For over a year now I’ve managed to review every single speculative fiction book I’ve read. I was hoping to continue this trend but have been behind ever since the holiday season. Then I was close to getting caught up last month before I got sick for a couple of weeks. I’ve finally given up hope on getting all those reviews in so I’m going to compromise by writing condensed, more casual (but hopefully still somewhat informative) reviews of the two books from last month that I still haven’t discussed here.
The first of these is last month’s Blogger Book Club selection, Parable of the Sower. Unfortunately, the week of the Book Club occurred on the first of the two weeks I was sick, so I didn’t write it while it was going on. The second book is one that John wanted me to read, an alternative history called The Two Georges.
Parable of the Sower
Parable of the Sower is a near-future dystopian novel by well-known science fiction writer Octavia Butler. It has one sequel Parable of the Talents but no cliff-hanger ending.
The future Butler describes is very grim. Resources are scarce, including water. Teenager Lauren lives in a gated community that she rarely leaves since most people would just as soon rob and kill you as look at you. Although many choose to believe they are safe within their walls, Lauren believes it is inevitable that one day the gates will be forced down and those who survive will be forced to leave.
Parable of the Sower is a slower paced book that touches on issues of social inequality and human nature. The entire story is told through Lauren’s journal, which is a pleasure to read. I very much liked Lauren, a young woman who embodies the word survivor. Instead of refusing to live in ignorance about the state of society, she attempts to educate others and keeps a survival kit for the day she is forced out of her safety net. Although she struggles with her hyperempathy syndrome that causes her physical pain when she injures another, she learns to defend herself and is willing to take any measure necessary to keep herself alive in this dreary world. She’s also very reflective and develops her own religious worldview in which God is not the god of her Baptist minister father but is change – a very realistic view for a girl who can only have hope if the world she knows does not remain stagnant. Throughout her journal, Lauren develops her religion, called Earthseed, and decides their destiny is to take root among the stars.
At times it was a little slow, but overall, I enjoyed Parable of the Sower very much for its thoughtfulness and strong main character.
The Two Georges by Harry Turtledove and Richard Dreyfuss explores a world in which the United States never gained its independence from England and the numerous groups dedicated to freedom from Great Britain are unpatriotic and treasonous. This is not the only difference between reality and the projected reality – it also exists in a steampunk setting complete with airships. The main story is the mystery of a stolen national symbol, a painting called The Two Georges that depicts the unity of George Washington and King George.
The first 100 pages were fairly interesting, the next 300 pages gave me a hard time, and the last 200 pages were much easier to read again. I ended up taking a break once or twice during that 300-page middle section because it was just so bloated. There was a lot of traveling and a lot of eating. Seriously, the author described almost every single meal the main characters ate during that section – where they were eating, what they were eating and drinking, whether or not what they were eating was good, and on a couple of occasions, whether or not anyone was offended by what someone else ordered because it was disrespectual to his/her ethnic group. One page I read had them eating at the top of the page and then eating again at the bottom of the page. Needless to say, I often ended up very hungry while reading this novel.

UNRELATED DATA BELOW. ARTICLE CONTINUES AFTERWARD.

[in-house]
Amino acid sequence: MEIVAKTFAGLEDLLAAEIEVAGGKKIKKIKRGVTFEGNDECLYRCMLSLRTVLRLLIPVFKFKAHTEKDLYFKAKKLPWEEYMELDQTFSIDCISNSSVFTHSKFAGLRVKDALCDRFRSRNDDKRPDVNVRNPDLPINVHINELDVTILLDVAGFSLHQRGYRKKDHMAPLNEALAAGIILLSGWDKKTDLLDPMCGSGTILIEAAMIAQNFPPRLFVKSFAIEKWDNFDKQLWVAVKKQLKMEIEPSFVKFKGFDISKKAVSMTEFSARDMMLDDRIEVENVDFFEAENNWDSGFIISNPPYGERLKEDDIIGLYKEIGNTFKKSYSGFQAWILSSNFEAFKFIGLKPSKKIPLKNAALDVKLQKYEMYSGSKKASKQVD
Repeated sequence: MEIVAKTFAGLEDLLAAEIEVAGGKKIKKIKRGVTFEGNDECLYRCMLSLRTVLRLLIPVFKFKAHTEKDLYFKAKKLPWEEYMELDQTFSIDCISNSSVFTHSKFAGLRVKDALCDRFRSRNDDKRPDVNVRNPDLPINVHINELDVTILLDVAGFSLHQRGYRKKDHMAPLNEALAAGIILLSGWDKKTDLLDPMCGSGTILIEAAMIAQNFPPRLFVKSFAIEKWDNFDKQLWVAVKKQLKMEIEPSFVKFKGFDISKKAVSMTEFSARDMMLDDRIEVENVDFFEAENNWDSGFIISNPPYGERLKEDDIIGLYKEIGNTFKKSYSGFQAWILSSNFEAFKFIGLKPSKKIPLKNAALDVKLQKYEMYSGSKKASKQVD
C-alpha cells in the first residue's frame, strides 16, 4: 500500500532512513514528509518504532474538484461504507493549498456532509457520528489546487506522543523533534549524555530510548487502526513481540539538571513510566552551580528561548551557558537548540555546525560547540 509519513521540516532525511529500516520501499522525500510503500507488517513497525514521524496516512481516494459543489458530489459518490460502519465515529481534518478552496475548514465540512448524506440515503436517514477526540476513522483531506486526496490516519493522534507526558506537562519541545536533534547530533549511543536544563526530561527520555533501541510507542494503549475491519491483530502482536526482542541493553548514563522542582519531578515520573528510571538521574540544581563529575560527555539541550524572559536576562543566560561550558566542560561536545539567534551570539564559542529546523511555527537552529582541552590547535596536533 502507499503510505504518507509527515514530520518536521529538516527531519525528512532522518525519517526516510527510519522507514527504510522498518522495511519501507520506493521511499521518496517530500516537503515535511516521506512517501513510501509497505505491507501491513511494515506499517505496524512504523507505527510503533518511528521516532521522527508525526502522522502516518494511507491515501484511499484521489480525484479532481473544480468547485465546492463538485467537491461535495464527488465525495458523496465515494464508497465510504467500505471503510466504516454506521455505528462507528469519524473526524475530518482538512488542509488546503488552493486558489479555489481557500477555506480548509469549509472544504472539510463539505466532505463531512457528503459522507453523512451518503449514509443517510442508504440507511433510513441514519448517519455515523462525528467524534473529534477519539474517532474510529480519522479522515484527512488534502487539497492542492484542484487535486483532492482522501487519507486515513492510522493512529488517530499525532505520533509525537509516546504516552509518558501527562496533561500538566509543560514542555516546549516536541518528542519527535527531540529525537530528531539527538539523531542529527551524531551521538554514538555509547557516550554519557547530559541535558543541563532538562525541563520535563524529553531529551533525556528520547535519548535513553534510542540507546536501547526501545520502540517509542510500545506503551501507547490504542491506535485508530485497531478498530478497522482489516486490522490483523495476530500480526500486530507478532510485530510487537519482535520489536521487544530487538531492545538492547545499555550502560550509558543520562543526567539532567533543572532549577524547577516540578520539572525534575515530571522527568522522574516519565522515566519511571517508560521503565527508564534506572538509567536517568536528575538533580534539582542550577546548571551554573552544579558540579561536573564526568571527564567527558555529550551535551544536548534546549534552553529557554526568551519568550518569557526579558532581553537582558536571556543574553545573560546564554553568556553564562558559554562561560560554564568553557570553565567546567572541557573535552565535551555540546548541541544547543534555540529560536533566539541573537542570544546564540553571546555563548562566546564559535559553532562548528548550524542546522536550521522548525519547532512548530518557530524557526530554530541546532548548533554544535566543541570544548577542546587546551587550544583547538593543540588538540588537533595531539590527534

John told me that this book was very wordy and he had to skim a lot of the details to enjoy it. Unfortunately, I’m not very good at skimming and read every word because I’m afraid I’ll miss something important amidst all the descriptions of breakfast.
The characters were somewhat standard – the detective, his sidekick, and a token spunky woman who insisted on investigating the matter after being told not to. You know the type – the type who causes trouble with her recklessness and disobedience to orders. However, she was not an unintelligent ditz and did actually end up having quite a few valuable insights that earned her respect. Of course, the lead character fell in love with her. Shocking turn of events, I know.
The Two Georges could have been about half as long and the characters were rather generic, but I did enjoy the crime in the beginning, the resolution, and the setting.
Editor John’s Note: Yeah, I liked this book quite a bit, but it was after I had read a lot of Turtledove and developed a resistance to his wandering around in detail. I still maintain that it’s an enjoyable read if you allow yourself to skim over some parts and read for concept rather than specific detail…I certainly wouldn’t have wanted to finish the book if I had read every word of it. All of his work is like that, I think…but I also think that about Tolkien, so, what do I know.]
[Kristen’s Note: Odd, I never had that problem with either Lord of the Rings or The Hobbit – never had any desire at all to skim it. Maybe I was more patient in my younger years.]
Next will be a return to regular review format with the last book I have up for review, Wicked Lovely by Melissa Marr. My plan is to work on that tomorrow because I am sure it will not be long before I finish The Last Hawk by Catherine Asaro because I am absolutely loving it.